It’s hard to ignore or get away from the constant background noise provided by the cicadas. From late spring to about midsummer, it is the soundtrack we will all have to experience for the time being. Still, you might have questions about them since they only come out every 17 years or so. 2004 was a long time ago, and much about our society, and our world, has changed since then. But the more things change, the more they stay the same. What should you know about the bizarrely charming cicada? Let us tell you more!
What Exactly is Brood X?
Brood X, or the Great Eastern Brood, is an umbrella term used by scientists to describe a group of periodical cicadas. While you might see small gatherings of annual cicadas, their periodical cousins are much more dramatic. Mature nymphs come out to play depending on their type – in intervals of either 13 or 17 years. The purpose of this congregation is to mate and die off, but not before leaving behind the next generation of cicadas.
When Will They Quiet Down and Leave?
Every cicada needs the right set of conditions for them to come out of hibernation. For most of them, this means a soil temperature of 64 degrees at 8 inches deep. Warm spring rains can signal them that it’s time to wake up. This trigger means that they come out in mid-May and stick around until the end of June or the beginning of July. After about five weeks, their telltale songs end.
Where Are They Emerging?
It’s easy to assume that every cicada swarm becomes a nuisance for residents of the Mid-Atlantic region. However, this isn’t always the case. Along with Maryland and Washington DC, our noisy guests can be seen in Delaware, Georgia, Illinois, Indiana, Kentucky, Michigan, North Carolina, New Jersey, New York, Ohio, Pennsylvania, Tennessee, Virginia, and West Virginia.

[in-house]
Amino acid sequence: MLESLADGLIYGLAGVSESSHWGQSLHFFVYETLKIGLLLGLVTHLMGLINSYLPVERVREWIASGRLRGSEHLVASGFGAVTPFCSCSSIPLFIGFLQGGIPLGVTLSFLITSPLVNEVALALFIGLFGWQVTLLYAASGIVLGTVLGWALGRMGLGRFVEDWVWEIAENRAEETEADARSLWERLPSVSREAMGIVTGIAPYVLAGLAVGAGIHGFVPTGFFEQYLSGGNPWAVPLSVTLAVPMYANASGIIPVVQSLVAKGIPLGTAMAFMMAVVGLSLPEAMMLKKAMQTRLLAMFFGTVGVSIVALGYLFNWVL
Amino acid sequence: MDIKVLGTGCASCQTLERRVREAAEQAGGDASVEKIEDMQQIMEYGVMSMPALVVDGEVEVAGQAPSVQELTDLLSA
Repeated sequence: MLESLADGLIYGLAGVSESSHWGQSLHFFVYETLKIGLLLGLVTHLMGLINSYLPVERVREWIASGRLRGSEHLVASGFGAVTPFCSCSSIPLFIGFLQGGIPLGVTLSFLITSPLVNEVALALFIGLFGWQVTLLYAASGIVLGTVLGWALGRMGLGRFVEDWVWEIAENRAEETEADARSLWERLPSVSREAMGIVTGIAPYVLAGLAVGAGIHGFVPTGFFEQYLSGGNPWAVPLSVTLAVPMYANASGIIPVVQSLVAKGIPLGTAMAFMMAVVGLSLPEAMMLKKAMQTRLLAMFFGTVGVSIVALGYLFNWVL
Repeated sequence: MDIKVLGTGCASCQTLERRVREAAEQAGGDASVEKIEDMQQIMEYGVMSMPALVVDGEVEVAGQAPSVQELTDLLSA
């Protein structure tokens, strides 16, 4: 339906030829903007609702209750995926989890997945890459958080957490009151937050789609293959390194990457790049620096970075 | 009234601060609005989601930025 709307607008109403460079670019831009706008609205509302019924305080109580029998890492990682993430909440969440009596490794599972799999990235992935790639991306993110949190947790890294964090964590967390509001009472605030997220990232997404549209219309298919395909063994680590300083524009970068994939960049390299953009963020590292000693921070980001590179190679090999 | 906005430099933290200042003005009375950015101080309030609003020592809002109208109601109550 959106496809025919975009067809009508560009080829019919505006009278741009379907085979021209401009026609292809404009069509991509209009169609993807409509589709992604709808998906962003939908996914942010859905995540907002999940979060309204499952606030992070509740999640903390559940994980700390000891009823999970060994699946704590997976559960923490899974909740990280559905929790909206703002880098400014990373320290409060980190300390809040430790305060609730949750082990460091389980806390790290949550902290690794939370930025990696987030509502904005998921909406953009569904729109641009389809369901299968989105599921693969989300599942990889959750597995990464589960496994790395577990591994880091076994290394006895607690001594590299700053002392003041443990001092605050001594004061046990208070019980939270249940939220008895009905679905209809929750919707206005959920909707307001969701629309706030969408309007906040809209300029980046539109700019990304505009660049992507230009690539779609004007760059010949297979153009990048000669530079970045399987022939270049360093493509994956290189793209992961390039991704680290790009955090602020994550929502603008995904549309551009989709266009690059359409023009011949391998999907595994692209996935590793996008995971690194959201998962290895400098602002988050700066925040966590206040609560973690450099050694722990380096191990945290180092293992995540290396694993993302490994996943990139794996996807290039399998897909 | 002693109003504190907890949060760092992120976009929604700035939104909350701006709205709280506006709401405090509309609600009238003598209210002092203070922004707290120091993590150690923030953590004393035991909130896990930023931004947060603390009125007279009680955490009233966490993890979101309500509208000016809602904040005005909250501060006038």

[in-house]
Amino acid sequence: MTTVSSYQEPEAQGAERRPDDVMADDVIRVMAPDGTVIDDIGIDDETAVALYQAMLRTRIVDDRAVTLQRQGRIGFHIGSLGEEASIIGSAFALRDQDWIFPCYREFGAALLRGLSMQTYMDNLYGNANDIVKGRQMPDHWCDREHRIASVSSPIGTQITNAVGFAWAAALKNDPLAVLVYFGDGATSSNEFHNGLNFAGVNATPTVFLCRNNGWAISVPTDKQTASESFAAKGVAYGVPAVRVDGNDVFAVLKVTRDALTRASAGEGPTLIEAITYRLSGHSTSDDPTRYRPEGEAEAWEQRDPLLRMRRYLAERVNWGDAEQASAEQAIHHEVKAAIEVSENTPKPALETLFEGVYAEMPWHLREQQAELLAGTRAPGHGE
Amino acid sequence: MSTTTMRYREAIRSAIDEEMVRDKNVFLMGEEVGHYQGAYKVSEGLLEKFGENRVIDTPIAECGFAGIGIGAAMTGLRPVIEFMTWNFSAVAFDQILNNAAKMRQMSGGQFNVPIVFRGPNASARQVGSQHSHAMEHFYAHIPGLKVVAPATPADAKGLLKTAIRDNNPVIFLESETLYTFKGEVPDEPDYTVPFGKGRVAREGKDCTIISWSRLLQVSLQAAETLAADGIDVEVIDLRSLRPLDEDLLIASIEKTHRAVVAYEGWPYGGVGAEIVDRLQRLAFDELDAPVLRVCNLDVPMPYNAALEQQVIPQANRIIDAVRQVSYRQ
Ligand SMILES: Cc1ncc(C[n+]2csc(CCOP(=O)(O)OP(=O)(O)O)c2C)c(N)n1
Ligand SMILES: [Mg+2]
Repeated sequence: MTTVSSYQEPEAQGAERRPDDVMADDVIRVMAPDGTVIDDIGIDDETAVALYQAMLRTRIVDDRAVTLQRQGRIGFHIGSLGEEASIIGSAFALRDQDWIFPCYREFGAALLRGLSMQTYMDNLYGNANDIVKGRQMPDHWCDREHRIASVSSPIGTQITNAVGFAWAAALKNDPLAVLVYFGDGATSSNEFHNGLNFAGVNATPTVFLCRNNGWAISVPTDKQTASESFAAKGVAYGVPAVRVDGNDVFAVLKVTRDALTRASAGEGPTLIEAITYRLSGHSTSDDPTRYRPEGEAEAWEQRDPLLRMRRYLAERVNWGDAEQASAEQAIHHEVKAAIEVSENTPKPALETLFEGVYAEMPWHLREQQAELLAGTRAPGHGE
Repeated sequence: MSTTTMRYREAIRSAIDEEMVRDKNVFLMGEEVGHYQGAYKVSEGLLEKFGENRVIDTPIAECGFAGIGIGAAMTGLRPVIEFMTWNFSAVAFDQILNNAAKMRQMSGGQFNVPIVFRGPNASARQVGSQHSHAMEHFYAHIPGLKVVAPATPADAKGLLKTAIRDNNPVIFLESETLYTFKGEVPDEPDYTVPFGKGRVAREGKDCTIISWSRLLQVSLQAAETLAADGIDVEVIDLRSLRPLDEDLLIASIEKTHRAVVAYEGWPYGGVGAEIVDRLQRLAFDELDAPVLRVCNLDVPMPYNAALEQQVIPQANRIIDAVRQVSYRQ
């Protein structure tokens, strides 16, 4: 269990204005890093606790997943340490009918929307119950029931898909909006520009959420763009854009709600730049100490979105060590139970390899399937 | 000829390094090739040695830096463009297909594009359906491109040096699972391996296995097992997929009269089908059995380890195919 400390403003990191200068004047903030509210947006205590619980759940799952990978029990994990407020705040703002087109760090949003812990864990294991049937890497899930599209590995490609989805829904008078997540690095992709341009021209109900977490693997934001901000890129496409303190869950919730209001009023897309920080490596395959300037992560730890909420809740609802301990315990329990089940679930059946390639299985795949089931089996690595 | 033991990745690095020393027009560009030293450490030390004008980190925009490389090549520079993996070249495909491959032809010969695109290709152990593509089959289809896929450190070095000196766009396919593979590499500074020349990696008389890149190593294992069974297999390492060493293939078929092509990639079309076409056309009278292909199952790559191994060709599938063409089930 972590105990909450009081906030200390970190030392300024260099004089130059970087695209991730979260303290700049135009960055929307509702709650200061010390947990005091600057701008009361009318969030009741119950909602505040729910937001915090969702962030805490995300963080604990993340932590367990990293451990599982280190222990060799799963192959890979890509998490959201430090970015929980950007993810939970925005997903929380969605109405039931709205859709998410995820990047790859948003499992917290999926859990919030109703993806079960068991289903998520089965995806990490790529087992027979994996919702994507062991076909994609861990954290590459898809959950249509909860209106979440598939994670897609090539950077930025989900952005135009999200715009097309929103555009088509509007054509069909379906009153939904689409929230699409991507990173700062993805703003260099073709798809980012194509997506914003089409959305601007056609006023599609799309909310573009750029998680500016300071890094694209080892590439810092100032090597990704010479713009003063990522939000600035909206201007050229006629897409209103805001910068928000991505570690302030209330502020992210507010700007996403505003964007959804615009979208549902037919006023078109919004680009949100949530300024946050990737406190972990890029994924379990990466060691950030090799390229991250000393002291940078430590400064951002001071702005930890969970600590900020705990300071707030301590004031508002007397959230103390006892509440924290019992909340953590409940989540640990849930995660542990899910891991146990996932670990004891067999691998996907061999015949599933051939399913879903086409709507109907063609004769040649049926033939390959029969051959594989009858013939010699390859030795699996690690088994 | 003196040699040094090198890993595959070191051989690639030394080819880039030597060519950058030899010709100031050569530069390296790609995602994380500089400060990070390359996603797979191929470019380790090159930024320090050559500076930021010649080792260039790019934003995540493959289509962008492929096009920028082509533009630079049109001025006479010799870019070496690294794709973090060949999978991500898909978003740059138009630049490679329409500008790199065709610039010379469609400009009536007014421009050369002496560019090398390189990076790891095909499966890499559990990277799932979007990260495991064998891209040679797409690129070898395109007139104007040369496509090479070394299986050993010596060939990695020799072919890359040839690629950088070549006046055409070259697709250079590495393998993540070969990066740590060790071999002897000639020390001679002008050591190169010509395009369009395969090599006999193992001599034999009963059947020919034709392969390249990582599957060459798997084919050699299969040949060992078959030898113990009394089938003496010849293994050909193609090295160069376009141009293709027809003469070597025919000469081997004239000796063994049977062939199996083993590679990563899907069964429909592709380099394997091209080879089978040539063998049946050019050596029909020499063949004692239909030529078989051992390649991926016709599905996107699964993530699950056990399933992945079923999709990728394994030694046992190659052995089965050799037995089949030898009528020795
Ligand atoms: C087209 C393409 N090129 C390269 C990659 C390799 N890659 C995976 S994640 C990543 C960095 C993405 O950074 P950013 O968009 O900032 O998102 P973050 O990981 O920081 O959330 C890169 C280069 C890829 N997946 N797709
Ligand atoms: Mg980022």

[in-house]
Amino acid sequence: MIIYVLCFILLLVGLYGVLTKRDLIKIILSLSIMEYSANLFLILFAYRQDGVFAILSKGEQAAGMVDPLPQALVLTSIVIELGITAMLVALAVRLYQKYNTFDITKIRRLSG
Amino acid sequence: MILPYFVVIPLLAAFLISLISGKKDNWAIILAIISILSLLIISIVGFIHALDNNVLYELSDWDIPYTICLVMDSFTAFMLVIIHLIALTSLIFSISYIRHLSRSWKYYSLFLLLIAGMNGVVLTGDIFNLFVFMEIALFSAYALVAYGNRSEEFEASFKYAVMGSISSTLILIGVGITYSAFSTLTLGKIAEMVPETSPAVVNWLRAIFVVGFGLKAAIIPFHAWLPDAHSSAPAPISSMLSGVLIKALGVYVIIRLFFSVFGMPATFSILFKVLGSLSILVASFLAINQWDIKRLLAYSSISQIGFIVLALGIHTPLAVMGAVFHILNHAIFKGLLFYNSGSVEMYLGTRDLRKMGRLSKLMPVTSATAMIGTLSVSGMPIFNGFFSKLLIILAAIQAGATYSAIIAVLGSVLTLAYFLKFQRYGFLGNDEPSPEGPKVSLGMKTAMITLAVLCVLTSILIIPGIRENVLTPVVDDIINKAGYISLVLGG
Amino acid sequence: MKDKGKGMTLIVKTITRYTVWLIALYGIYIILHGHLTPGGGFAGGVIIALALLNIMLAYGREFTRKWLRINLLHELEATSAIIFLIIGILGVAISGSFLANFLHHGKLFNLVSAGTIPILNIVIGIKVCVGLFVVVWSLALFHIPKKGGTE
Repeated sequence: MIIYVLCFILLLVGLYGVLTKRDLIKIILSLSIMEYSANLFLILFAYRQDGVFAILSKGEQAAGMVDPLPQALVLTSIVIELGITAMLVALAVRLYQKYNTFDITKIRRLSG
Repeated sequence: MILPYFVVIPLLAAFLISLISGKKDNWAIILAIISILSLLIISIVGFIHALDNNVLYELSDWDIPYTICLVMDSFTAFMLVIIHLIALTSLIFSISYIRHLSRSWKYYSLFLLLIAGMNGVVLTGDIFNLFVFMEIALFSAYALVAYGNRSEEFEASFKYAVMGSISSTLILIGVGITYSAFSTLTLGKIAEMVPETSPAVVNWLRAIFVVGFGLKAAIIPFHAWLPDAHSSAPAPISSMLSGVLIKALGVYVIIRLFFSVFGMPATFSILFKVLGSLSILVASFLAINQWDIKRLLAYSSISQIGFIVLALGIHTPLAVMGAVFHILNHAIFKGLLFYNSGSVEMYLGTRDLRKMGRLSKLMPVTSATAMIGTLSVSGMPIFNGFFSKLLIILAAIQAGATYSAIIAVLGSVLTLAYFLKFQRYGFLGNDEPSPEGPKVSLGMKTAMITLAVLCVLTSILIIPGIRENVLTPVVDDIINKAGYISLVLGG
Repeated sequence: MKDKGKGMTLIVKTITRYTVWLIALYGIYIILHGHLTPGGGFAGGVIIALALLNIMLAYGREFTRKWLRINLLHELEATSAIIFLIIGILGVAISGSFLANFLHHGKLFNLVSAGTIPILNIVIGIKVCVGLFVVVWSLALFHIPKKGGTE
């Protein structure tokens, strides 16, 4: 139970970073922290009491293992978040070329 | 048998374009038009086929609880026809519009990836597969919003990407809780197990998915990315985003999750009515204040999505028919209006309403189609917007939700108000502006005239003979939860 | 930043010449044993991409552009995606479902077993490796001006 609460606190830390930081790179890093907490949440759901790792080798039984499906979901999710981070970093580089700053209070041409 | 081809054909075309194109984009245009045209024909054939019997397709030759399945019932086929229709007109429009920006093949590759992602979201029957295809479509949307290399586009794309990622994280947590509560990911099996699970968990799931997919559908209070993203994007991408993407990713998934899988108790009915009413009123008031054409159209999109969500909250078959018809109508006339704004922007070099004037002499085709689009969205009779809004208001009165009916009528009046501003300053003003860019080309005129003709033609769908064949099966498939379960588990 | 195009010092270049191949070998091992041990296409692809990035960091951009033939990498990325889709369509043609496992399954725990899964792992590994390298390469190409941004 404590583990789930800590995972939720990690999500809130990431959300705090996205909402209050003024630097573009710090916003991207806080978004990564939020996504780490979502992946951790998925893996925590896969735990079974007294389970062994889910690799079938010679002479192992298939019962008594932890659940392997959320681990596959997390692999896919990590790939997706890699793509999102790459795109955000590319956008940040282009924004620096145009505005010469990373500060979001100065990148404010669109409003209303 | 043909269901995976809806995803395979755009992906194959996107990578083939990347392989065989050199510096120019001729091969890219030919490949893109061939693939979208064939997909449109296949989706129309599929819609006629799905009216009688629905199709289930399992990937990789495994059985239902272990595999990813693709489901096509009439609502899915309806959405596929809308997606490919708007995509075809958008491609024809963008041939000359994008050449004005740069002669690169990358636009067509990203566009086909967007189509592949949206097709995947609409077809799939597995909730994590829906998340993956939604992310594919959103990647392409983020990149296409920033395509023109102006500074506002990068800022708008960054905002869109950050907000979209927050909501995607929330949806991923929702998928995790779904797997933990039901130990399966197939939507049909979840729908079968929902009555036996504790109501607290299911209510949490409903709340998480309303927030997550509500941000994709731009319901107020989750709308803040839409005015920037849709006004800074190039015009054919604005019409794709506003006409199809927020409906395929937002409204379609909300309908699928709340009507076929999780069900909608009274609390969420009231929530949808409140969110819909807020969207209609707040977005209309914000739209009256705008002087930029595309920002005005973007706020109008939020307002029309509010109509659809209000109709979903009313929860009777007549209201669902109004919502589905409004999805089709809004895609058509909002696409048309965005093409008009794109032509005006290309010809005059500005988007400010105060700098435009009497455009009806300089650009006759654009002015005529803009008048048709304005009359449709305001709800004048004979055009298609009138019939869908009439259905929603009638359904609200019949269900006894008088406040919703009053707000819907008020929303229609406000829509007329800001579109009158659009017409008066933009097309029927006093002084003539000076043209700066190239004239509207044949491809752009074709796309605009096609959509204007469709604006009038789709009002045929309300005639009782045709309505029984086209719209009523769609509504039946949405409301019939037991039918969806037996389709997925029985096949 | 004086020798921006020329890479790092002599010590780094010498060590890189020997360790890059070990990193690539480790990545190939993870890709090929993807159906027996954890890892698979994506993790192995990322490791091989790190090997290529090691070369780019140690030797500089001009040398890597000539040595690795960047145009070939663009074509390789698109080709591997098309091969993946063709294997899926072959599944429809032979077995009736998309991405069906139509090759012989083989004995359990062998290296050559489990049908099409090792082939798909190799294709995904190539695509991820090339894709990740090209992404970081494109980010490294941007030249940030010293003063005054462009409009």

What Do They Sound Like Once They’re Out?
By now, you should be well-acquainted with the raucous sounds every single cicada makes. You can expect their music to sound like a high-pitched electric buzz, a chirp, or a rattle. The males can get as loud as a motorcycle that is 25 feet away from you; female cicadas respond by clicking their wings.
Are They Harmful at All?
Despite their alarming appearance, cicadas are harmless. Unlike mosquitoes, ticks, and other pests, they will not sting, bite, or infect you with some sort of nasty disease. They’re not likely to come inside for a chat and a cup of coffee, either – although they might take up residence on your porch or other unwanted areas. Females busy laying eggs can kill small branches on young, vulnerable trees. The dieback of small branches know as flagging is usually minor will only result in temporary damage to the tree.
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